It’s 6 p.m., the precarious hour between dinner time and bedtime. The kids are in the bathtub begging for more bubbles, I am in the kitchen cleaning up the never-ending array of dishes, and my husband is mindlessly watching Sports Center while scrolling on his phone.
I feel a pang of guilt as I look at my phone and see the missed calls from clients, a text from my mom I haven’t responded to in four hours, and the never-ending tick of unread and unanswered emails.
Then there is the text from the one person who gets it, my best friend.
She doesn’t need an explanation as to why I haven’t been able to text her back. She is in the same boat, the same stage of life. We both wait for that magical hour of 8:00 when the kids are in bed and we can text about what episode we’re on of the latest Netflix show we are both binge-watching.
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I think back to when our friendship started, at the tender age of 15, and think about how much we both have grown. As friends, as wives, and as mothers.
She is every friend I need wrapped up in one: my mom friend, my advice-giving friend, my double-date friend, my karaoke friend, and the friend I can vent to who I know will listen with absolutely no judgment.
Our friendship has morphed throughout the years, being exactly what we needed it to be at the correct time.
High school years were inseparable, being there for each other during the emotional ups and downs a high schooler has. Through college we found our own independence and forged our own paths, yet when we got together it was as if no time had passed. The beginning years of marriage brought us closer again, being a listening ear to each other as we found ourselves in new roles and uncharted territory. But nothing brought us closer than the monumental change of becoming mothers.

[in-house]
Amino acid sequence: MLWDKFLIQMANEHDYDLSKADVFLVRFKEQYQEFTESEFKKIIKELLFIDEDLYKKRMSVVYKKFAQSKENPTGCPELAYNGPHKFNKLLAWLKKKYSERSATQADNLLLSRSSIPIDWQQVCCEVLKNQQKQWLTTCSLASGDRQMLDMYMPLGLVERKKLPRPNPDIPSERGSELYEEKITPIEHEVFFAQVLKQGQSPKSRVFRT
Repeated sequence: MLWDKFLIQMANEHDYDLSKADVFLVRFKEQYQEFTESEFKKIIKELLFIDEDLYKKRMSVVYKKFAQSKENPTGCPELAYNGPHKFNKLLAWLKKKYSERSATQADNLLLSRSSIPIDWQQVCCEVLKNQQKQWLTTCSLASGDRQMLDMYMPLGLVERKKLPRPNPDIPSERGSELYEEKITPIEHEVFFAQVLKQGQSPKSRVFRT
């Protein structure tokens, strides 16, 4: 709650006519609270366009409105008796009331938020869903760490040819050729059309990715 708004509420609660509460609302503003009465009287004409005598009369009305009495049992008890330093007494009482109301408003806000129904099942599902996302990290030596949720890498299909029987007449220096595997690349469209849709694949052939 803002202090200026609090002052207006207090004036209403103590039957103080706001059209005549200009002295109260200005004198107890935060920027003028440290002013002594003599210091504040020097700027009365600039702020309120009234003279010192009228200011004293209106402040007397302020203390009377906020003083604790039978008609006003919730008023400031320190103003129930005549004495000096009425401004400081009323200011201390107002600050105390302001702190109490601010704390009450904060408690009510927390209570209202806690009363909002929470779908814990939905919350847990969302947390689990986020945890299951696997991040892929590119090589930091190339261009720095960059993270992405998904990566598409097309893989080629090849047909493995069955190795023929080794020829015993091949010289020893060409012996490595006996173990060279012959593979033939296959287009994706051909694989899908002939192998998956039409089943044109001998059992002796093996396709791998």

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She is way more than “just” my mom friend, although she is that too. Yes, we have shared recipes for homemade diaper cream, talked about our favorite brands of diapers, and offered support during the excruciating days of breastfeeding.
But our friendship goes deeper than that.
She is the person I call when I have a terrible day, when I feel like I am not a good enough mom. She knows the challenges I face while being a stay-at-home mom while juggling a new career as a realtor. I listen as she shares her conflicting feelings of guilt while dropping off her daughter at Grandma’s house, yet also relief for some quiet time at work. We are vulnerable with each other in the most comforting way, to know we are never alone.
We recently went on a long overdue girl’s trip. It was pure bliss of drinking a full cup of warm coffee, enjoying a delicious dinner without a toddler on our laps, and staying up until 2 a.m. in our pajamas laughing about the good old days of the past and sharing wishes for our future.
I came home feeling incredibly recharged and incredibly grateful for the friendship we have.